Wild Comfort


“What will Earth lose, when it loses human beings?” he challenged me. The question was genuine, and I took it seriously. I thought of joy first, but he wouldn’t give me that, arguing that animals feel joy, and I think that’s right, as anyone would who has watched young crows play in updrafts. Then I thought of music. But Earth is full of music, he said; and if I’m thinking of Bach, which I was, then the fugues are still there in vibrations sailing away from Earth, as they will sail forever, along with everything the Beatles sang and every baseball game.

It’s the awareness of these, I thought then. Not just joy, but the awareness of joy. Not just music, but that swelling response to music, the way it opens the heart. Humans are Earth’s way of knowing itself. With the tongue of a human being, Earth tastes itself. In a human’s search for meaning, it comes to know its own mysteries. In a human’s loving attention, Earth rejoices in its own beauty. It’s one thing to be. It’s quite another to know that and to pronounce it good. This is what a human brings to the world – the ability to take notice, to be grateful and glad, glad for the river swinging by, for the sun warming my shoulders, for the breeze lifting the hairs on a butterfly’s back.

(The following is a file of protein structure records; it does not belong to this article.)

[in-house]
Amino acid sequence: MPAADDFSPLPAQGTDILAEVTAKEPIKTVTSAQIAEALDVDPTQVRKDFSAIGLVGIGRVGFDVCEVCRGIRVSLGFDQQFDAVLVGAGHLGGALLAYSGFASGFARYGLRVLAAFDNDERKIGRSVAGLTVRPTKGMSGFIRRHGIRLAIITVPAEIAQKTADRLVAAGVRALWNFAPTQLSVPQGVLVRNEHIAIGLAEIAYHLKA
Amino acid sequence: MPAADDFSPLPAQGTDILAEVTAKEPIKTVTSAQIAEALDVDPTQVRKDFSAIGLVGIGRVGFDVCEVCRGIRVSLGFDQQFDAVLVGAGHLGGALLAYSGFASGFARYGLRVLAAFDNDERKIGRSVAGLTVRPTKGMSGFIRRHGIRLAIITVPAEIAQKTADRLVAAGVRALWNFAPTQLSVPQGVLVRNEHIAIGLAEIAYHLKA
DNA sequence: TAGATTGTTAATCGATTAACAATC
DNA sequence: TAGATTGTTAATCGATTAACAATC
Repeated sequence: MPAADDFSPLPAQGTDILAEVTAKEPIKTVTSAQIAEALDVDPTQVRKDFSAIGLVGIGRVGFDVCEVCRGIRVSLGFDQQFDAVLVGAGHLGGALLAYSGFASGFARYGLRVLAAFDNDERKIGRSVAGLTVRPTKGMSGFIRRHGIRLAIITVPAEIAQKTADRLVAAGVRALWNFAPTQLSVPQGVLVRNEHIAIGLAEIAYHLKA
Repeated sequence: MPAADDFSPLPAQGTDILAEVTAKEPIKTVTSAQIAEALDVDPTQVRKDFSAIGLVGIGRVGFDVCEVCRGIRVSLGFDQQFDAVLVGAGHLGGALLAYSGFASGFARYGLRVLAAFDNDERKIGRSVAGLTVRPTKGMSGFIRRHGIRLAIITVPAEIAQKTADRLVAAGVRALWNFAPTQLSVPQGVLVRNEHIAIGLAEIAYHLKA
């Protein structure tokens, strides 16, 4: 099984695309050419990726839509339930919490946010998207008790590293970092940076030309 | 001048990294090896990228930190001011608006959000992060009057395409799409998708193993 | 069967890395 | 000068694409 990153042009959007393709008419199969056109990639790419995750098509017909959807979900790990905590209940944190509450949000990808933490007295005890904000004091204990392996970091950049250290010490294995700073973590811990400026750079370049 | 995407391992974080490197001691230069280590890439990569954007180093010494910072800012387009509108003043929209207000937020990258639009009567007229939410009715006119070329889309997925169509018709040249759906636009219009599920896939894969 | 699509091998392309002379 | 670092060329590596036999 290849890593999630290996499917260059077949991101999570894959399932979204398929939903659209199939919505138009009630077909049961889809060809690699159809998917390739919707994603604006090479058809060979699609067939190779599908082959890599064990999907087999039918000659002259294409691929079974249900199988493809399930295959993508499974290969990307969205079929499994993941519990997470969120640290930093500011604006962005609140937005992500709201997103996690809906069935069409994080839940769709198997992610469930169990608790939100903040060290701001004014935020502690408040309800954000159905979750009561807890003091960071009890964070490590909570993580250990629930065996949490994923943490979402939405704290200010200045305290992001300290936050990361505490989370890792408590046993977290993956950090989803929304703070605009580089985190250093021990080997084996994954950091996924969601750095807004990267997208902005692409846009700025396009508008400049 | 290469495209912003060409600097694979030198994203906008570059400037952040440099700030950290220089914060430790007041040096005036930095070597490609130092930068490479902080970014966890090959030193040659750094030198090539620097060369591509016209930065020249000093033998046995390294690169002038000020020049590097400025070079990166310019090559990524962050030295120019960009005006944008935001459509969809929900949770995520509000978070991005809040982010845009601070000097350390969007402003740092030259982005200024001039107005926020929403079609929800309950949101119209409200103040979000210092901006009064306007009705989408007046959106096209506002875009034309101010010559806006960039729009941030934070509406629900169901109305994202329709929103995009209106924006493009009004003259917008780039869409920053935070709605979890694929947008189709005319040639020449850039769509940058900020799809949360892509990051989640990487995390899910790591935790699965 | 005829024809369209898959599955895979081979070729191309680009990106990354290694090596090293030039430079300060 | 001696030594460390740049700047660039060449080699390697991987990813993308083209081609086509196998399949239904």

Wild Comfort; The Solace of Nature, Kathleen Dean Moore.

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Reading: The Art of Asking

amandaI figured Amanda Palmer would prefer it if I bought her book from Stroud Bookshop rather than Amazon, so I did, claiming it as a birthday present to myself. To be fair, it took the best part of two weeks for it to arrive but I think that was the distributor’s fault rather than the bookshop. Anyway, it arrived at the perfect time, when I was feeling wounded and vulnerable due to the whole getting divorced experience. Here’s a fact; when you buy from Amazon you don’t get involved in a conversation with complete strangers at the till at the bookshop who are peering over your shoulder to see what book you’re buying, reading the title out loud and announcing “Ooh, that looks interesting.” Amanda would be proud.

Being in the middle of a rather shit day, I decided to treat myself to tea and cake in a local cafe. Well okay, my local Costa. Much as I love Stroud’s little cafes, a lot of them have very worthy cakes. You can only take a cake so far down the whole gluten-free, dairy-free, sugar-free road before it stops being a cake and becomes something else entirely. Something rather heavy and a bit chew-tastic. Anyway – tea, cake and a good book; the triptych of bliss.